bottas pitstop monaco 2021 mercedes

Mercedes: We eventually didn’t get the wheel off

bottas pitstop monaco 2021 mercedes

Mercedes driver Valtteri Bottas was heading for a Monaco Grand Prix podium on Saturday, until his pitstop when the right front wheel refused to let go of the hub and remained forged as one… until now!

It was a bizarre scene at the first round of pitstops during the race, as mechanics swarmed around the stopped Mercedes to try and remove the wheel, but to no avail. It was a DNF for the luckless Finn.

Mercedes tech boss James Allen confirmed that wheel and axle remain solid: “We eventually didn’t get the wheel off. It sat in our garage with the wheels still on it. It will have to be ground off, get a Dremel out and painfully slice through the remnants of the wheel nut. We’ll do that back at the factory.

“It was a more extreme repeat of the thing we’ve talked about in public before, which is if we don’t quite get the pit stop gun cleanly on the nut, then it can chip away at the driving faces of the nut – we call it machining the nut.

“It’s a little bit like when you take a Phillips head screwdriver and you don’t get it squarely in the cross of the screwdriver and you start to round off the driving face of the screwdriver slots, and then you just simply can’t take the screw out of whatever it is you’re trying to take it out of, because you’ve no longer got the driving faces.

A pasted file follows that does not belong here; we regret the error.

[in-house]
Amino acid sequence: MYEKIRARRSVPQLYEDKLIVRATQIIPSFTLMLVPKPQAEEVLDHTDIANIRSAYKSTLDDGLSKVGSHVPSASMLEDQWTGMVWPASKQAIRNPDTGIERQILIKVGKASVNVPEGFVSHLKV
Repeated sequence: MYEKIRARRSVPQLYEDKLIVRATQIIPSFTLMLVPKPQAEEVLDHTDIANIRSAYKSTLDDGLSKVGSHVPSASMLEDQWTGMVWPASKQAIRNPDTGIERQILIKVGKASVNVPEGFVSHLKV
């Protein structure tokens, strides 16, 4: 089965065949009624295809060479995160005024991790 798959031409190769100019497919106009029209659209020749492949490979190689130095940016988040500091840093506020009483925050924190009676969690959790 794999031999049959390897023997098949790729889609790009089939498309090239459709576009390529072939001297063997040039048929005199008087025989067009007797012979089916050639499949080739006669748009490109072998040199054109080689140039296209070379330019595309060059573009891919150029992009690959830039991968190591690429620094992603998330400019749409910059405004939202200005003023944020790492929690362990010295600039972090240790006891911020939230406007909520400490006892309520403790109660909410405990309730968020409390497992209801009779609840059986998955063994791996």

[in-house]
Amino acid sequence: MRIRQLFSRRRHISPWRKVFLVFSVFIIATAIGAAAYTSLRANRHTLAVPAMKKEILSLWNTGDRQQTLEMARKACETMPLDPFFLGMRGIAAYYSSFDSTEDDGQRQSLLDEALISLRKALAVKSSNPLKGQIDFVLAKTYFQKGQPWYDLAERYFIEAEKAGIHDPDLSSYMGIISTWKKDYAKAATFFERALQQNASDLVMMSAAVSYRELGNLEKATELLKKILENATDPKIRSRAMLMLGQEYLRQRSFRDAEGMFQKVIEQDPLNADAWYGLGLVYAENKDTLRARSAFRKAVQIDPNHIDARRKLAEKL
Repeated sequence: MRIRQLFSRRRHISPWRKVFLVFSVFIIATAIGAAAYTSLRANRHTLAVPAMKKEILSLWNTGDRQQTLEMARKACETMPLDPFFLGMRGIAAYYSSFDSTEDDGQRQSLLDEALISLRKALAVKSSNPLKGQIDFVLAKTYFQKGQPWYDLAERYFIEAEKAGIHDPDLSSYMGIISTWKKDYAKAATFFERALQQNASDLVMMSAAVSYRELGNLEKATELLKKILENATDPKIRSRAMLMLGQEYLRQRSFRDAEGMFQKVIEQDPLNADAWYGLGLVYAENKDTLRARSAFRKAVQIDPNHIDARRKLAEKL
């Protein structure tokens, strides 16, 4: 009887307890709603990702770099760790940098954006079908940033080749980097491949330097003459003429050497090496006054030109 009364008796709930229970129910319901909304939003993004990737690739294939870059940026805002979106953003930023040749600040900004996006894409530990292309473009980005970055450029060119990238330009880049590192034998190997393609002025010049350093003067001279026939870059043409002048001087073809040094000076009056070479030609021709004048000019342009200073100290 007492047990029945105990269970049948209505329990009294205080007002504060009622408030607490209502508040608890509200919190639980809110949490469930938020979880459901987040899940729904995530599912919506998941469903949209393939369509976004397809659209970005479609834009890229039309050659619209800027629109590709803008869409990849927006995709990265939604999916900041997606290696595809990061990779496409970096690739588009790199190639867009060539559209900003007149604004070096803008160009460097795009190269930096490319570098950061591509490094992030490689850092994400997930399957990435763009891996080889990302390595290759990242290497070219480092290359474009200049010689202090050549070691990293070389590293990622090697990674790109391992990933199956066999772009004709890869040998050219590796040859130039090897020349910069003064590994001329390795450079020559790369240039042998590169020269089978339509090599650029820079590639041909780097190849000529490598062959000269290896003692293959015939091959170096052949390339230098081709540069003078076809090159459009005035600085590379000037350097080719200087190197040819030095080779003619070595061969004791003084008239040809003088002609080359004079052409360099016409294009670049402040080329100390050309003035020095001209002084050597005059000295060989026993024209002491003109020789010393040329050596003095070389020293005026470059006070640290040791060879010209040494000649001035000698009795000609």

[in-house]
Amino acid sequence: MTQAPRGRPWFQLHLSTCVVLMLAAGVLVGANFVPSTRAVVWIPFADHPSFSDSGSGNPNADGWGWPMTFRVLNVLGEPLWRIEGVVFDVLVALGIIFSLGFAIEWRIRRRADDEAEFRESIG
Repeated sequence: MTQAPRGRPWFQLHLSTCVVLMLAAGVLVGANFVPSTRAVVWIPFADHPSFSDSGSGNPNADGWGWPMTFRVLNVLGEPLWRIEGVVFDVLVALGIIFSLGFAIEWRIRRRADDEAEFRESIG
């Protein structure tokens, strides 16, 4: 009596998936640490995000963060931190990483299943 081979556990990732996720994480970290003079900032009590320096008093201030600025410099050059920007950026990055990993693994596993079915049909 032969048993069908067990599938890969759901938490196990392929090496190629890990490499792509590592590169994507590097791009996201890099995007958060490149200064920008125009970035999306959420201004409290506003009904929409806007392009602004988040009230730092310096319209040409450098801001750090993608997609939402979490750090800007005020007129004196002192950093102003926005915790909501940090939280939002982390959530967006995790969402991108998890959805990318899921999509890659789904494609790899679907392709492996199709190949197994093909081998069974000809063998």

“If the gun starts spinning and chipping off the driving faces of the wheel nut, then in quite short order, given the violence and the power of the gun, you can end up with no driving faces and you’ve just machined the nut down to a place where there’s nothing left to grab hold of. And that’s what we had,” added Allison.

The incident cost Mercedes dearly, having arrived in Monaco with Lewis Hamilton enjoying a handy points lead after four rounds in this year’s F1 championship and his team topping the constructors’ standings. But by nightfall on Sunday they trail on both fronts as Red Bull capitalised on their misfortune.

For Bottas, it was another case of ‘Why me?’ as a podium went begging while he chased eventual race leader Max Verstappen. Allison reported: “His first stint was fine, he did a good job, looked after the car as best he could.

“With the nature of this circuit, there was never going to be an overtaking opportunity, and the only question is what sort of pace are you going to have left to play with around the time where you’re deciding whether it’s undercut or overcut time.

“He did a good job of leaving us with an ability to protect the second place with a car that was never going to challenge Max today for first. So he did a good job and would have had a comfy run to second without the failure in the pit stop,” explained the Mercedes man.

Bottas said of the saga: “Sitting in the car at the pit stop, I knew it was a slow one and I was calculating Sainz getting past, then Norris, and when it got to 30 seconds, I couldn’t believe it.

“It’s obviously hugely disappointing and we need to learn so it never happens again. It was bad luck from my side and as a team, it will be a priority for us to improve our pit stops moving forward.

“Our pit stops haven’t been our strongest point this year – there’s no one to blame, as a team we just need to be better,” said Bottas, whose pointless Sunday in Monte-Carlo resulted in a drop to fourth place in the drivers’ standings after five races.